According to stories – or (if you like) myths, legends, folk tales – spun by the native Solomons, particularly by many inhabitants of the island of Makira (and – to a lesser extent – of the island of Guadalcanal), the area is populated by beings called Kakamora.
They are characterised by small height (up to 120 centimetres or approximately four feet), thick hair cover and a peculiar way of communicating.
Locals claim that Kakamora live in caves in the jungle-covered interior of Makira, that they like the rain and the full Moon, that they do not know how to kindle or light a fire but they steal it from humans and that – for an unspecified reason – they are afraid of the colour white.
According to descriptions of two British anthropologists who did research in Solomon Islands in 1920s, Dr C.E. Fox and Dr F.H. Drew, “Kakamora […] are not quite human.
“They vary in height, from six inches [approx. 15 cm – WB] to three or four feet [approx. 95 to 125 cm – WB] […].
“Most of them are considered to be quite harmless, but sometimes they have been known to attack men.”
When they do so they use their fingers, which are furnished with long sharp nails with which they stab.
They wander about the forest eating nuts, ripe fruit, and opossums: the last they are fond of. […] They live in holes and caves, and sometimes in banyan trees […].
They have a language, but not like Melanesian languages […]”. [“Beliefs and Tales of San Cristoval”, 1926] Surprisingly many details for mythical or downright non-existent beings, isn’t it so?
The first time I have come across Kakamora and with a description of these beings was not however during my stay in Solomon Islands in 2008 and not from reading the book by Fox and Drew, but having read a very useful informal globetrotters’ guide to Solomon Islands, created by a group of Australians.
They only devote literally two sentences to Kakamora (indicating, by the way, one of the Guadalcanal caves, not any of the Makirean ones), but that sufficed to arouse my interest in the subject.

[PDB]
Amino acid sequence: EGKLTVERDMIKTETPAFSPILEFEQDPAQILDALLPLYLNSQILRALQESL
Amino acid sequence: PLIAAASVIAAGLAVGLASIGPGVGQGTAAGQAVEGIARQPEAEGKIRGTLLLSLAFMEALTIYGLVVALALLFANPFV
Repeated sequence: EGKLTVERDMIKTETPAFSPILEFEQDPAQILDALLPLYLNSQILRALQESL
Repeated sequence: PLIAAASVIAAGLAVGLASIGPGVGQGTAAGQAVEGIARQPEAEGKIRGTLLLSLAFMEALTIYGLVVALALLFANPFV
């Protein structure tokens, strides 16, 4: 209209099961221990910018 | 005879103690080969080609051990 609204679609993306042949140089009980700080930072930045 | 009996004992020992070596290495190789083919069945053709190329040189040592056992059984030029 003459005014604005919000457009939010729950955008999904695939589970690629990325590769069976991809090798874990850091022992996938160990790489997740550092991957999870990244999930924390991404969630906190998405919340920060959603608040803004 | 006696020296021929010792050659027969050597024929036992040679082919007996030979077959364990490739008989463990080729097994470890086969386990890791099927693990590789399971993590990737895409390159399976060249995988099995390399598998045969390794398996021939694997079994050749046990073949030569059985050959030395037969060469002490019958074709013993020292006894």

Obviously it may apparently seem that an attempt to find Kakamora – or at least individuals who allegedly had some encounters with them – is firstly doomed to fail from the start, secondly is a child’s play, chasing daydreams, waste of time and generally laughable and deplorable.
I do admit that those mythical – or perhaps completely real? – beings are, when it comes to observing, photographing, filming or capturing them, almost equally ephemeral and fleeting as Solomon Islands giants.
Although obviously we are dealing here with a vicious circle of sorts and with a paradox (the existence of Kakamora cannot be proven without observing, filming or capturing them, and this in turn is not possible without (inter)action of people who believe in their existence, but this is only possible if Kakamora exist), and additionally the alleged places where Kakamora live are considered taboo by the locals, making it even more difficult to get to them – there are, however, some indirect proofs, or circumstantial evidence which indicate that tales about these strange and ephemeral beings may have more to do with actual, physical reality than with the mythical reality.
On the other hand I need to honestly stress that these are only circumstances, conjectures and (more or less logical) reasoning which MAY, but DON’T HAVE TO, relate to the situation in Solomon Islands.
I can only add here again that the only way – although, in the case of Kakamora, not necessarily guaranteeing a success – to even attempt coming nearer to that mystery is to organise an expedition to the region, try to make contact with the local inhabitants and glean some information in the field, and then (if necessary, after offering a substantial gratification to the chiefs) to undertake some action with the aim to reach the secret beings themselves.